By Ariana Assaf, For the Daily
Published October 31, 2012
Students soaking up the sun this spring will be joined by new solar panels on the grassy hills by the North Campus Research Complex.
On Sept. 27, 2011, the University announced its plans to work with DTE energy in constructing solar panels outside the NCRC. After about a year of discussions, the project has started to become a reality when ground was broken last week at the complex near Plymouth Road.
Terrance Alexander, the executive director of the Office of Campus Sustainability, said the time between the announcement and construction of the solar panels was necessary to finalize contract negotiations and find a suitable spot for the panels.
According to Alexander, in addition to ensuring a spot in which the panels would receive ample sun exposure, contractors had to make certain that no existing infrastructure would be disturbed when the panel supports were implanted into the soil. He also said the University wanted to be sure that these solar panels would not conflict with any future building plans.
DTE spokesman Scott Simons said the selected location needed to be capable of supporting installation of the panels while also being “highly visible to the public.” He said he expects the whole project to be completed in about three or four months, and reported the total amount invested in the project as $2.2 million.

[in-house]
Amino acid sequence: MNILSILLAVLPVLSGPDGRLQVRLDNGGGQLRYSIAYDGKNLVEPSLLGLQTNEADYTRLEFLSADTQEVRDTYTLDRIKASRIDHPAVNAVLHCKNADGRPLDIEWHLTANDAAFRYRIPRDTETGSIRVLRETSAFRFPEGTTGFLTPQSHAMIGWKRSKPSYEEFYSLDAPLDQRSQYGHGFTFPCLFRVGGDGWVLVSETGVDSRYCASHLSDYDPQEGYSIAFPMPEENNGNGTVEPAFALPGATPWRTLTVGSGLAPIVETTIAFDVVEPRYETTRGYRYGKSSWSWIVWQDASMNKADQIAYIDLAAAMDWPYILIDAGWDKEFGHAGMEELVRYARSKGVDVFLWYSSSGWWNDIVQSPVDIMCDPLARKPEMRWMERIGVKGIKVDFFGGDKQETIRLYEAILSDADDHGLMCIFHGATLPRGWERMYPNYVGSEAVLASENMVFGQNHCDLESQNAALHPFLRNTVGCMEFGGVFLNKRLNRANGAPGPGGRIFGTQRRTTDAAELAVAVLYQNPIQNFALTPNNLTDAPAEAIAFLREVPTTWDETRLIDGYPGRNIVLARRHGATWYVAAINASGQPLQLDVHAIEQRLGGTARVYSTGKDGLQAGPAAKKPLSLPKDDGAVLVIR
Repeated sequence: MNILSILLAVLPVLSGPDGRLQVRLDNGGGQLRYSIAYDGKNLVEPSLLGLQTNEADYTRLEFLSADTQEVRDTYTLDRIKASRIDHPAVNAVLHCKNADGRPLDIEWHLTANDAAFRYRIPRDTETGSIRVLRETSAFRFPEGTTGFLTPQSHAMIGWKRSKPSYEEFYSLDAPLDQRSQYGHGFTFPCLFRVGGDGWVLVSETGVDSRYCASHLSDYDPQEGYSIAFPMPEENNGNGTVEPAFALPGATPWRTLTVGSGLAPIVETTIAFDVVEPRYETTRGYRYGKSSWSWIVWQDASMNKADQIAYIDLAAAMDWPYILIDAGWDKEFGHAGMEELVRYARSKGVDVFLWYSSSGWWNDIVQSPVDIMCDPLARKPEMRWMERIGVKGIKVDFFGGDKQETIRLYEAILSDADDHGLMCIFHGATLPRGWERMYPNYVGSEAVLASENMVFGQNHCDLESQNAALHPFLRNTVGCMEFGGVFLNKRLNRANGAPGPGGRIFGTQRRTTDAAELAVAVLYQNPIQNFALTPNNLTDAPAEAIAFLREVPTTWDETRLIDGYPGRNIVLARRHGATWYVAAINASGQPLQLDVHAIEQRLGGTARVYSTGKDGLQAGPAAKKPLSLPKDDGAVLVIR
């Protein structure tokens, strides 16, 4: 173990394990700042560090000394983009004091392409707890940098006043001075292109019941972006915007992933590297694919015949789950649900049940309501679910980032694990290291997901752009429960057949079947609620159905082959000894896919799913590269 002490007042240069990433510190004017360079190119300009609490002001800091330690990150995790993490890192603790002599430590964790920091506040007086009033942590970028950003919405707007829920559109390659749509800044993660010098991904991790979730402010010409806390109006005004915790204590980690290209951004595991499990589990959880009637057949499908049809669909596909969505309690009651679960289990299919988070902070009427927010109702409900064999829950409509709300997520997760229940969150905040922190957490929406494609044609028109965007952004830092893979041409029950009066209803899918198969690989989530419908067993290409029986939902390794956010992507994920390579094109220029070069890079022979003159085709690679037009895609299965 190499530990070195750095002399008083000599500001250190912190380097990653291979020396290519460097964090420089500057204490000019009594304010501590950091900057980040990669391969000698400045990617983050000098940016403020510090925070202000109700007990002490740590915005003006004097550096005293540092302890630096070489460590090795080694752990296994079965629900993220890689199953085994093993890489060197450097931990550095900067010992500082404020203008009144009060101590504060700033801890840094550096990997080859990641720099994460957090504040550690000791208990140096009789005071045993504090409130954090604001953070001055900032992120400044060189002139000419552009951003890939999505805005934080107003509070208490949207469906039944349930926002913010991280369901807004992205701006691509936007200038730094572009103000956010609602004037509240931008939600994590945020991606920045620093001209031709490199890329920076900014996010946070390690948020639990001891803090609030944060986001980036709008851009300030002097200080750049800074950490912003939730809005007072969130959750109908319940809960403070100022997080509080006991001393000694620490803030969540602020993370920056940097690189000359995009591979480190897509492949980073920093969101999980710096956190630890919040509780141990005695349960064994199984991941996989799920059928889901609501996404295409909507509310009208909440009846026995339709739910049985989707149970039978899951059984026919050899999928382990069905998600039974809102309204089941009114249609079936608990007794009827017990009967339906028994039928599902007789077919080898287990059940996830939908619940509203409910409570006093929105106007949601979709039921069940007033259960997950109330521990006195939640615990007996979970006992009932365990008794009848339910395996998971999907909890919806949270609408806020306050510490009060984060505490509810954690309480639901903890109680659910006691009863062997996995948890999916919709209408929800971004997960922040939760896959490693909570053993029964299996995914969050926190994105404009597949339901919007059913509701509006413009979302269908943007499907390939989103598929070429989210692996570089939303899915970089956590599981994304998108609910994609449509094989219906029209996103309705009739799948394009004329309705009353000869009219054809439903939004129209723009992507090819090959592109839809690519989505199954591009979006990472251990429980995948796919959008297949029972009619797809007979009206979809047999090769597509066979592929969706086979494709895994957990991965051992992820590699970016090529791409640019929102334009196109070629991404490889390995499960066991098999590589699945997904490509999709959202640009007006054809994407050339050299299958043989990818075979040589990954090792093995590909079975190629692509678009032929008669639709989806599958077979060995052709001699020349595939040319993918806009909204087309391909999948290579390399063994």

University President Mary Sue Coleman presented the undertaking in 2011 as part of the University’s sustainability goals. Coleman also announced a $14 million University investment in sustainability projects, which included new hybrid University buses.
The panels are part of DTE’s SolarCurrents project, in which DTE purchases land from various owners to assemble solar panels. The contract details that DTE has full ownership of the equipment and the energy it produces, and will pay the University a certain amount to use land, depending on the size of the solar panel array.
Alexander said the University will benefit from DTE’s solar panels, explaining the power purchased from DTE by the University will now have more alternative energy “in the mix.”
DTE began SolarCurrents in response to Michigan’s Renewable Portfolio Standard, which requires 10 percent of the energy conducted by any individual energy company to be generated from renewable sources by 2015, according to DTE. Upon completion, these panels will have the capacity to conduct 430 kilowatts of energy, Simons said.
Alexander said he hopes having a working renewable energy source on campus will be beneficial to students working in related fields.
University alum Justin Moyer, a member of the Sustainable and Alternative Energy Student Council, said he supports the solar panels, adding that renewable energy is something the entire country should strive to utilize.
"It seems like a good sustainability effort from the University," Moyer said. “.. The U.S. should be making efforts to source electricity from renewables."